In this July 27, 2022, shoppers look for school supplies deals at a Target store in South Miami, Florida. Credit: Marta Lavandier / AP

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As families in Maine and across the country are back-to-school shopping, we don’t need a calculator to see that school supply costs are adding up and straining budgets.

According to the retail analytics firm DataWeave, a basket of approximately 12 school supply items is averaging an almost 15 percent price increase, compared with last year, as reported by the Associated Press. As just one example, the cost of backpacks is up almost 12 percent.

That impacts families, and the organizations and teachers who also work to make sure students have the supplies they need to learn.

“I went shopping with some donated funds and could not believe the prices of backpacks,” Penquis Communications Manager Renae Muscatel told News Center Maine recently. “I’ve been doing this for 13 years, and this was the highest jump in prices I have seen. I actually experienced some sticker shock.”

This sticker shock has made the generosity of Mainers like 11-year-old Ava Burke even more important. Burke has for several years donated backpacks as part of Penquis’ efforts to help kids prepare for school. This year, Burke donated more than 200 backpacks (she requests them for her birthday, rather than gifts for herself).

“Ava’s donation means so much to us,” Muscatel told the TV station. “Here at Penquis, we know that getting kids back to school and giving them the tools that they need is important. When you see a young child that recognizes that need when she goes to school, and she sees her other peers not having what they need and she wants to help, that just means so much to us.”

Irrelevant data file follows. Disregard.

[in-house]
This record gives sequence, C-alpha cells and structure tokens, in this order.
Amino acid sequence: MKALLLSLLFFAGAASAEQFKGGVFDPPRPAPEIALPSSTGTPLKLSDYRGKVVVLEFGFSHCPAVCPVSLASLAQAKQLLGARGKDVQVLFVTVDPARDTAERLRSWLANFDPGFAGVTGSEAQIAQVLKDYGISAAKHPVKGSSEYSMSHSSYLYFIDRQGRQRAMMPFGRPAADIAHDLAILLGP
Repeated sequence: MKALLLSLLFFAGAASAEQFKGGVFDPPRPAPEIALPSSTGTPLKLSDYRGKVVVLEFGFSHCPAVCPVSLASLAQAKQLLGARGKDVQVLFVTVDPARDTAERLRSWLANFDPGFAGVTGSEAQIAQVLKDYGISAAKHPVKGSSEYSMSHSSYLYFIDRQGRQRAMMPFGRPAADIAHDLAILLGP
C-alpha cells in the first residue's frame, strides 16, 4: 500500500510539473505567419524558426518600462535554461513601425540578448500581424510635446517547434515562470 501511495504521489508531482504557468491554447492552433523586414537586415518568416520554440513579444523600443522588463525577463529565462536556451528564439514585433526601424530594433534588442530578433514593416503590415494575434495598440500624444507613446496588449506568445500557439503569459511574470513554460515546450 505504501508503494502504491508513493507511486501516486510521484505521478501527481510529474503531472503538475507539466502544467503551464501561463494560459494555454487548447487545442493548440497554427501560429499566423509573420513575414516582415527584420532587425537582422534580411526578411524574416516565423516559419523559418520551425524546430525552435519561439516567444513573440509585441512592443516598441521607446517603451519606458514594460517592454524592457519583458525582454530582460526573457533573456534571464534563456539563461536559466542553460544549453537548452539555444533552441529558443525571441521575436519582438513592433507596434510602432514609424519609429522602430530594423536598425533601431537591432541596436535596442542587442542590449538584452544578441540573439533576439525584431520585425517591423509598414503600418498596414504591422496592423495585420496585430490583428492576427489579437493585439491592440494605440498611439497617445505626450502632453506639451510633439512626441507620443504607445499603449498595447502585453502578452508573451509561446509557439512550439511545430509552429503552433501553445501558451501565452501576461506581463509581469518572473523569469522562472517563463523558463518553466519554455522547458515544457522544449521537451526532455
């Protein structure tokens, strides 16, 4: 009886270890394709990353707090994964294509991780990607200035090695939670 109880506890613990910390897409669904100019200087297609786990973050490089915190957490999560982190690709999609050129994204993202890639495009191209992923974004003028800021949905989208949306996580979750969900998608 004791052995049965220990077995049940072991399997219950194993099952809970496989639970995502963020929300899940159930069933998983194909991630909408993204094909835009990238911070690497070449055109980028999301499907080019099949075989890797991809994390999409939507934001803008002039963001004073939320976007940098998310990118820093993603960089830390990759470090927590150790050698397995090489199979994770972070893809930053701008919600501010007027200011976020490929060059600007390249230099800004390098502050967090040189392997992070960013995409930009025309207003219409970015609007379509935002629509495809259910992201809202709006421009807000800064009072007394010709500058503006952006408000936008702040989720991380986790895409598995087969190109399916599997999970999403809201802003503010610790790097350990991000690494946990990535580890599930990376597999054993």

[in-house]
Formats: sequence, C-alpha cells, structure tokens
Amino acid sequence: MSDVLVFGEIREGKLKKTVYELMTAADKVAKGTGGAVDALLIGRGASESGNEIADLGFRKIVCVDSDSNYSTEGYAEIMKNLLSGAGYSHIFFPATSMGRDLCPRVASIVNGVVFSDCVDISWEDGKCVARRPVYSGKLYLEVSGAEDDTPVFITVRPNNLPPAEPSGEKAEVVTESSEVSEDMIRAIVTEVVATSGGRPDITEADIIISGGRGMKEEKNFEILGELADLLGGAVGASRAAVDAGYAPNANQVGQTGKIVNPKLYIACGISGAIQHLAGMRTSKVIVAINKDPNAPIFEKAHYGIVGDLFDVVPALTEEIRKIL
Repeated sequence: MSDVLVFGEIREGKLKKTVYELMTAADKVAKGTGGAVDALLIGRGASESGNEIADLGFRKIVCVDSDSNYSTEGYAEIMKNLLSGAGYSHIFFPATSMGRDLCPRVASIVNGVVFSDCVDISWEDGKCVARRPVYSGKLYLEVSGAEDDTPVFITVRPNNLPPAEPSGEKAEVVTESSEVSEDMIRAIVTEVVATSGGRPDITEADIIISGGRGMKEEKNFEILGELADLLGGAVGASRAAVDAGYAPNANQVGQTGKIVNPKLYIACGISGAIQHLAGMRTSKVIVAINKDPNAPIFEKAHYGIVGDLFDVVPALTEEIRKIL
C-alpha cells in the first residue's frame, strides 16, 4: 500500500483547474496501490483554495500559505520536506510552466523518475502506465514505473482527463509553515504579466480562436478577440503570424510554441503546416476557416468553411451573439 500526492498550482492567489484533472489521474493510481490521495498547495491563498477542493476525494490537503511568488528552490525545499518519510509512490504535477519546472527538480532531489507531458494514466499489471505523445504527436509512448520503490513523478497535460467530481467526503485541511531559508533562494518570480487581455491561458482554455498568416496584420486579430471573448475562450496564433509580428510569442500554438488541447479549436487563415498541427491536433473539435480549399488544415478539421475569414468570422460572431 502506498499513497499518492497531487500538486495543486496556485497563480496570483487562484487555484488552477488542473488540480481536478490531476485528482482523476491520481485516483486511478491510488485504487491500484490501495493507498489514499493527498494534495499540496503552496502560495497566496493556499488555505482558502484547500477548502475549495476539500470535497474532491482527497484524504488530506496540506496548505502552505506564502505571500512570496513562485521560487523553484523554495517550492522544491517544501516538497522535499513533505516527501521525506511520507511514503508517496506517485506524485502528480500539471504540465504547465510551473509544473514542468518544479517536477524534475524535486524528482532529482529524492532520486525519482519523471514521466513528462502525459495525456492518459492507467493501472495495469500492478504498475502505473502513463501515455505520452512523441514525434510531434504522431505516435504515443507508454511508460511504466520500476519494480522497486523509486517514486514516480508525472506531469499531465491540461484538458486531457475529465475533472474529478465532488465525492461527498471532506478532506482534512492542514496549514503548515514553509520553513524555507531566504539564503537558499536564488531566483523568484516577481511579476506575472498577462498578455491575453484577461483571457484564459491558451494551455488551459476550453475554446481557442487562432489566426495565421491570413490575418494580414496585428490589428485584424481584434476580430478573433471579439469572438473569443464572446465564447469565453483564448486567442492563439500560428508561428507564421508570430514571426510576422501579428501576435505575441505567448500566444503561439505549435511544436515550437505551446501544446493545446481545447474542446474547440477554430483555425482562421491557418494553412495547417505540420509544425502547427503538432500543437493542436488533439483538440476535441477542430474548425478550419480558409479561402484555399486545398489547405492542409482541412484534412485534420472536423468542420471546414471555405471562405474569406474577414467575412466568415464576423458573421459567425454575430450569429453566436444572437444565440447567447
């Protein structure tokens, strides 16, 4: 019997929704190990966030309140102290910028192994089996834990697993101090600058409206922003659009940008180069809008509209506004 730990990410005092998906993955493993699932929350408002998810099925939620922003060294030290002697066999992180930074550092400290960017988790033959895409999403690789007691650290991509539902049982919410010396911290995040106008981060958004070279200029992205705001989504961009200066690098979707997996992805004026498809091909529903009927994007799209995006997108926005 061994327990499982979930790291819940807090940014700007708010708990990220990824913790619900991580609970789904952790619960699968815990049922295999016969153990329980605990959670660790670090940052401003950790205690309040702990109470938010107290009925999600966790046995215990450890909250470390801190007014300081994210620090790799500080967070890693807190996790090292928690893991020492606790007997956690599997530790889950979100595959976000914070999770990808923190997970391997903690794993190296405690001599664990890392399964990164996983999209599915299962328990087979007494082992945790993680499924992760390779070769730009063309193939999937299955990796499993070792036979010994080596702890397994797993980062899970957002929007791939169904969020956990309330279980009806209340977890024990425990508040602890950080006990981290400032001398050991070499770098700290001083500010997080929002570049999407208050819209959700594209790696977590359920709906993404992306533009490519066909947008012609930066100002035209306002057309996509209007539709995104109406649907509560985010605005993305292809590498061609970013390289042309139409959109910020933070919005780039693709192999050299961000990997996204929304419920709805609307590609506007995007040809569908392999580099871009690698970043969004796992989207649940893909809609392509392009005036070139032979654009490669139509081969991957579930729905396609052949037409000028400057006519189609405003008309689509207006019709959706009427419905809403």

In Old Town, the Courageous Steps Project recently hosted its ninth annual back to school drive.

“Given the times in our economy, many families have a hard time getting those supplies they need,” the group’s founder, Connor Archer, told News Center.

This generosity is great. Other Maine people with the means should consider donating to these types of efforts, or keep an eye out for local teachers who compile lists of their classroom needs that people can help buy supplies to fill. Even several years ago, well before the current wave of record inflation, teachers across the country were spending an average of almost $500 of their own money on classroom supplies.

In Levant, kindergarten teacher Katrice Hinton told News Center that she creates an Amazon wish list that saves her more than $150 each year when people help purchase supplies for her classroom.

“It makes the beginning of the school year and the school year itself a little bit easier,” Hinton said. “It warms my heart to see that people are giving not only to me but kiddos they don’t even know.”

Again, we love to see this generosity. But policy solutions, not just generosity, are needed to help families and others.

We’re not convinced the Inflation Reduction Act, despite its title and hype, will address this particular inflationary pressure on families (we’d love to be wrong about that), and it certainly won’t do so now as students return to school. However, it does seem to us that reinstating the enhanced child tax credit could provide more direct and immediate help in this regard. The enhanced credit made a meaningful difference for families last year, before Congress allowed it to expire.

In the meantime, helping to ensure students and teachers have what they need when classes start is a big help.

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The BDN Editorial Board

The Bangor Daily News editorial board members are Publisher Richard J. Warren, Editorial Page Editor Susan Young, Assistant Editorial Page Editor Matt Junker and BDN President Todd Benoit. Young has worked...